Is College a Rotten Investment?
Why student loans are not like subprime mortgages.
A house is an investment vehicle much more like silver or stock shares than it is like a degree. It can be readily bought and sold. Americans had a housing bubble not just because they bought more homes, but because they speculated on homes, snatching them up, fixing them up, and pushing them back onto the overheated market. The asset-price bubble burst when people started defaulting and stopped buying.
No such market for college degrees exists: You cannot trade your University of Phoenix B.A. for a Yale degree when you start making the big money. In the words of Kevin Carey of the think tank Education Sector, "College degrees have value. ... But they have no inherent worth. They are secondhand testimony of something valuable—the knowledge and skills associated with a unique person."
A diploma is a polymorphous investment. It is a guarantor of higher lifetime earnings: The "college wage premium" for highly educated workers is in the tens of thousands of dollars per year. It is also an insurance policy against unemployment, a signaling device to employers and peers, a prestige line for your resume or New York Times wedding announcement, and a place to make friends and connections. Most importantly, it is a way to learn new skills and information.
It could be that Thiel is right, that college students, en masse, are overpaying for their educations. But it seems more likely that some college students attending certain types of schools are overpaying. If you want to be an aerospace engineer and have the chops to get into Caltech, the quality of the education, contacts, and fellow students on offer might really be worth $200,000 to you. A diploma from the school practically guarantees a good salary.
That is not true for many other institutions—particularly not for online, for-profit schools, the worst of which egregiously overcharge for worthless degrees. (The Washington Post Co., which owns Slate, also owns Kaplan, a for-profit higher education company.) But that marketplace is rapidly changing. The federal government is cracking down. Share prices for such companies have plummeted. Students have gotten savvier. Low-cost, high-quality competitors have entered the market. It might take some time. But tuition should drop too.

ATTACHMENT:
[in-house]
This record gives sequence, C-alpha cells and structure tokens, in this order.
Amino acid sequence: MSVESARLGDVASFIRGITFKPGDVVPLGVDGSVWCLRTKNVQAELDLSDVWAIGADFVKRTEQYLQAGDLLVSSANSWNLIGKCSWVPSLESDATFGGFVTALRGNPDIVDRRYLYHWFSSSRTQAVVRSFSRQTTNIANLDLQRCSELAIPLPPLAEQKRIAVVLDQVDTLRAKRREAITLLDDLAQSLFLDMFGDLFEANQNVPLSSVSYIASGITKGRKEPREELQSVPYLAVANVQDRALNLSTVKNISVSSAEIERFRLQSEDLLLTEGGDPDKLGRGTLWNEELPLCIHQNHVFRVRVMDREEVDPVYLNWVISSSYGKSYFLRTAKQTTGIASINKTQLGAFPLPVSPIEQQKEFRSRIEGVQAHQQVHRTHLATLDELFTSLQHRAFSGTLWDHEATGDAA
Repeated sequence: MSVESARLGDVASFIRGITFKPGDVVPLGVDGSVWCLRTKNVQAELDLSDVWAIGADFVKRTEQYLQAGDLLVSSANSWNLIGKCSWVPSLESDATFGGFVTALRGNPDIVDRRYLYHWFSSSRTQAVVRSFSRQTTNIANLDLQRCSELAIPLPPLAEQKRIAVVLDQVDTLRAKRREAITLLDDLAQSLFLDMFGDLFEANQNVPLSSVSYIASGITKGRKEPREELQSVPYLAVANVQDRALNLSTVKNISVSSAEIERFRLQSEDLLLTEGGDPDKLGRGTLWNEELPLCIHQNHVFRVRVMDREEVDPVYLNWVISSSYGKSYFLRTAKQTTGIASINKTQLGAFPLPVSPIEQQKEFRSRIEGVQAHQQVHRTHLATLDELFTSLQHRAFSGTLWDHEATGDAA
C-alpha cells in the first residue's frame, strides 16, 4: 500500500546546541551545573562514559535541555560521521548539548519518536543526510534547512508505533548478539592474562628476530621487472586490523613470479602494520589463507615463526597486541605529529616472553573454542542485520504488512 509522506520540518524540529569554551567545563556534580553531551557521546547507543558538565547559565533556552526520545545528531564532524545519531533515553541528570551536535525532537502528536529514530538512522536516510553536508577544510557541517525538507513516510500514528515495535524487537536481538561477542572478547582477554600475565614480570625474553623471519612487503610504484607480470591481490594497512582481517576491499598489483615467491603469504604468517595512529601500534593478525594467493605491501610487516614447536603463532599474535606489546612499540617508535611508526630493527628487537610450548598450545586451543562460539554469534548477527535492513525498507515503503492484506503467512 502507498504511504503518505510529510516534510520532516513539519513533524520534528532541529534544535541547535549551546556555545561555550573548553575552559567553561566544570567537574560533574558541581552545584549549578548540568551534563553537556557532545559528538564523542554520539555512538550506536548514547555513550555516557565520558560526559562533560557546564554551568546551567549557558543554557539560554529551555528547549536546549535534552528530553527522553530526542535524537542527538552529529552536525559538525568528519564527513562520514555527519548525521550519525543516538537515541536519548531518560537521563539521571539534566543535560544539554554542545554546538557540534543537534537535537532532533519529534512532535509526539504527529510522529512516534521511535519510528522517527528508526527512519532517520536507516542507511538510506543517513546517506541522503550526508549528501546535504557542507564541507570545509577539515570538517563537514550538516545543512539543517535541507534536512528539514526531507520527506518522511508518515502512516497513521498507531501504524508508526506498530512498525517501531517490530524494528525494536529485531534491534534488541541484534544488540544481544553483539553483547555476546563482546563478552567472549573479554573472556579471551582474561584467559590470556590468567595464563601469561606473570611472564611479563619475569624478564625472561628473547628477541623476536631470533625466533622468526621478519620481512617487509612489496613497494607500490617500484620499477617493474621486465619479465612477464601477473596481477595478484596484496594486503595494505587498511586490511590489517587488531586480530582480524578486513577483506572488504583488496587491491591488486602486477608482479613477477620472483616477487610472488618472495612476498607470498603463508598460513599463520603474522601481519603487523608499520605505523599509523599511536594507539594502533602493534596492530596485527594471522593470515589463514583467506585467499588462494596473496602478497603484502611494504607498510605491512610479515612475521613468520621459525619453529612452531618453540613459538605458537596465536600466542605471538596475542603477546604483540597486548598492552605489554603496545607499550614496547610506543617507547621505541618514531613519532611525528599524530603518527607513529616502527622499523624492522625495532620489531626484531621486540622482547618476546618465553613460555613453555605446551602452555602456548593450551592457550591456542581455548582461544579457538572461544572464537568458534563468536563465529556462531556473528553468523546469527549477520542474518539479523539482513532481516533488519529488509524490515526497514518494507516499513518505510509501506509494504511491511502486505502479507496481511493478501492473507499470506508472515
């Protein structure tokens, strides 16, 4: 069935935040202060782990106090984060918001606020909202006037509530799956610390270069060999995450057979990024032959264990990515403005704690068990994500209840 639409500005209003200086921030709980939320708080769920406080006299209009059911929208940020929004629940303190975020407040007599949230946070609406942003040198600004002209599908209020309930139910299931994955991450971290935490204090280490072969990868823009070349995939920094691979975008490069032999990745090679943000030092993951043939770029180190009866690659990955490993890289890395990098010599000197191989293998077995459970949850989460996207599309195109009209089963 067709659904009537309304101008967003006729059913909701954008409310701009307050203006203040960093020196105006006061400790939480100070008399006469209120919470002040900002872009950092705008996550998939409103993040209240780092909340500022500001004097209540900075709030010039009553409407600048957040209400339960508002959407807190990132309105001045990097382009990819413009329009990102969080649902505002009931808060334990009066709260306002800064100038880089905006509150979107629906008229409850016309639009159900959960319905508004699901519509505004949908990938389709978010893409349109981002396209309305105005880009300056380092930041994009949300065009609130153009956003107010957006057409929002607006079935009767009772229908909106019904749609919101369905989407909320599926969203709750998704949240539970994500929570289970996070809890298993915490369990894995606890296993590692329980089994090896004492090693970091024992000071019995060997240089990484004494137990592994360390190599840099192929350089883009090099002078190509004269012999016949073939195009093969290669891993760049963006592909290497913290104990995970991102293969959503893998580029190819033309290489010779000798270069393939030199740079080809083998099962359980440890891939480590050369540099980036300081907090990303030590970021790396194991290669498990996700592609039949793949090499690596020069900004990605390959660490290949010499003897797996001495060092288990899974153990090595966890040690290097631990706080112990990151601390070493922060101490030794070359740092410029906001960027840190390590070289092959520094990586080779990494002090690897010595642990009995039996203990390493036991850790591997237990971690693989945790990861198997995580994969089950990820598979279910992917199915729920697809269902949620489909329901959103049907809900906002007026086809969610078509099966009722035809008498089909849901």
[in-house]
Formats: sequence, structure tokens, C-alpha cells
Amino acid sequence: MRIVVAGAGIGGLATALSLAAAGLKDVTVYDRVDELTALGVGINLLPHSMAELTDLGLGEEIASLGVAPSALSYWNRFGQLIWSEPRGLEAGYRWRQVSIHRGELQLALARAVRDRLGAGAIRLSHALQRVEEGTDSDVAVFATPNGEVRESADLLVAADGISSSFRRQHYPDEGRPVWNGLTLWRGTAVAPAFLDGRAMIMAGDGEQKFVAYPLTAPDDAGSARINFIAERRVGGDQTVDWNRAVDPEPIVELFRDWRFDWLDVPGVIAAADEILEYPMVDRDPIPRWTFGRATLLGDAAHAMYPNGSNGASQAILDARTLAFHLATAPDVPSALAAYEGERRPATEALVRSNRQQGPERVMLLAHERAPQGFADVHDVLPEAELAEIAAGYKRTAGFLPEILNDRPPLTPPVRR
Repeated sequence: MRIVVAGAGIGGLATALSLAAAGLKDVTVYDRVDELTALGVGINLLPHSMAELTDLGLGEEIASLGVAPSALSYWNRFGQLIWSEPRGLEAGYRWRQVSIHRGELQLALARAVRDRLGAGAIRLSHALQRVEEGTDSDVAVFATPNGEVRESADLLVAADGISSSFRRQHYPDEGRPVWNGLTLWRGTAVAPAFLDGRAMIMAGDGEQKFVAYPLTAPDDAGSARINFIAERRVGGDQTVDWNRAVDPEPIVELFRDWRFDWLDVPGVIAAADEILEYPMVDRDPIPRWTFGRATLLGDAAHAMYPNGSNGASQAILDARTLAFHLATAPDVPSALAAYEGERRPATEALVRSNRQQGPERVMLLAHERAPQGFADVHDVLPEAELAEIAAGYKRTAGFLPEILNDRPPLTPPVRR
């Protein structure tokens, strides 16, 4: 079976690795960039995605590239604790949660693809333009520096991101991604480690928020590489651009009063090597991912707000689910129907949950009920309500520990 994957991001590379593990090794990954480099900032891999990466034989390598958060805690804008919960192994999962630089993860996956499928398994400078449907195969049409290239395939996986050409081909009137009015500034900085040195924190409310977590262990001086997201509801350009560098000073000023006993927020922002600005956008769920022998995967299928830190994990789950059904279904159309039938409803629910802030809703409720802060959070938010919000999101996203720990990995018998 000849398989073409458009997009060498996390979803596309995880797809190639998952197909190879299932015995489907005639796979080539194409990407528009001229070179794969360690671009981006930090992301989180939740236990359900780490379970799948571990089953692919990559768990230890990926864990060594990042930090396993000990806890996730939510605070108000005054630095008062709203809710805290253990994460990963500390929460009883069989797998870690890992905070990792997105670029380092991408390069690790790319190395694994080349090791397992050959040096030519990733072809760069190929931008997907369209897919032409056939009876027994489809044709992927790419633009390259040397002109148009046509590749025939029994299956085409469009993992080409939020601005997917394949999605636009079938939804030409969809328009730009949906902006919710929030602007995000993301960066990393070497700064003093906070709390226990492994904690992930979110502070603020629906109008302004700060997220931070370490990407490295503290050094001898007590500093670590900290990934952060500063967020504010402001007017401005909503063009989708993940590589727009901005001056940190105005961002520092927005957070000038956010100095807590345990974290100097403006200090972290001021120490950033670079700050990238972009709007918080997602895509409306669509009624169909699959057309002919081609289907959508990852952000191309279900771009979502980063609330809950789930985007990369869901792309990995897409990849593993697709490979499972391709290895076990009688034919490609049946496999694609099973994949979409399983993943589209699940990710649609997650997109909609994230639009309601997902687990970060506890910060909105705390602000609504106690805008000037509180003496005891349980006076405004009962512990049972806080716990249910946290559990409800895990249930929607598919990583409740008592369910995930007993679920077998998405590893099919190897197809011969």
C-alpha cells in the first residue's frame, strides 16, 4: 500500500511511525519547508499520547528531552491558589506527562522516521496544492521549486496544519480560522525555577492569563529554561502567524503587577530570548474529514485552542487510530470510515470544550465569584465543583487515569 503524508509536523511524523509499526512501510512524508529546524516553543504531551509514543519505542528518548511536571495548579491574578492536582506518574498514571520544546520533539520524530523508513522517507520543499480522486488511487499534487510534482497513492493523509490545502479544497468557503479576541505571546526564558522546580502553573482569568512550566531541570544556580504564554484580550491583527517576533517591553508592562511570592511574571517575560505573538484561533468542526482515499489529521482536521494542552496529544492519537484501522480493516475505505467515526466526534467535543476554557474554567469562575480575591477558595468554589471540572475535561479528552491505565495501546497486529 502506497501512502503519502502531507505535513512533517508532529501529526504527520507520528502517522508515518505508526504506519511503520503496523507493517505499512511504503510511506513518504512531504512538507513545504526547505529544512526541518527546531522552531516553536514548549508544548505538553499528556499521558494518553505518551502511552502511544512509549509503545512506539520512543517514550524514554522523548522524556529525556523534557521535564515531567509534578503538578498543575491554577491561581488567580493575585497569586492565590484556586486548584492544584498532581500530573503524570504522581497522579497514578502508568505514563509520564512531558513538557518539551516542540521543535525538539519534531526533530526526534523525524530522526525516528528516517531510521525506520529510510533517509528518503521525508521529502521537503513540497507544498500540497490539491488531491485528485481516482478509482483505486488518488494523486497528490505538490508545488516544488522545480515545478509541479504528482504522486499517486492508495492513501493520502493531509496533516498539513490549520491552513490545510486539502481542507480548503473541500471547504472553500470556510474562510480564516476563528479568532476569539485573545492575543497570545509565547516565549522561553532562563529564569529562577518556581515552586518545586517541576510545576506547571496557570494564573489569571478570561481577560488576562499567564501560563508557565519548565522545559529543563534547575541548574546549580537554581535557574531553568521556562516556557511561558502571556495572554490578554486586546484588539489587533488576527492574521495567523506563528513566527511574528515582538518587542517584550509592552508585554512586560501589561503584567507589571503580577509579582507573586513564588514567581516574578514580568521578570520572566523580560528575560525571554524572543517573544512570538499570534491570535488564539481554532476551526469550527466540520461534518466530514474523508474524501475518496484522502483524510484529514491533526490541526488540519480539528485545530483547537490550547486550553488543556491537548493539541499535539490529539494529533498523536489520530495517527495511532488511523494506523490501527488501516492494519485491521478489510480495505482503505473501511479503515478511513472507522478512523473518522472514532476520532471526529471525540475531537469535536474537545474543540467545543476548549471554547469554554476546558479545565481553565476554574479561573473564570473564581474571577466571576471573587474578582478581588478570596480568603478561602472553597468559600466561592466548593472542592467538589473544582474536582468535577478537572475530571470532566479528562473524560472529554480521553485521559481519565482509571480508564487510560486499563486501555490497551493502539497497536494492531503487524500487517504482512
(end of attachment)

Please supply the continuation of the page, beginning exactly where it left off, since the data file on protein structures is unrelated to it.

But what of the loan bubble, the outstanding pool of nearly $1 trillion in debt students have racked up paying those spiraling tuitions? It is worrisome, but mostly for the individuals on the hook for ballooning payments, not for the whole financial system, as with mortgage-backed debt.
For better or worse, students cannot discharge college loans through bankruptcy. (They can, of course, go belly up on their mortgages, credit cards, and other commitments.) Default rates are rising, but the government backstops against many losses and often actively pursues debtors. Plus, the pile of student-loan debt seems enormous. But in comparison with housing, it is peanuts. There is about $1 trillion in outstanding student-loan debt, versus $10 trillion in residential-mortgage debt. It seems unlikely it could trigger any kind of economy-wide crunch.
So, the broad question of whether a college degree is overpriced remains, particularly since many high-priced colleges seem incapable of competing for students on price and since wages have stagnated for so many sectors of the economy. But for now, nobody needs to beware a bubble.
Annie Lowrey, formerly Slate’s Moneybox columnist, is economic policy reporter for the New York Times.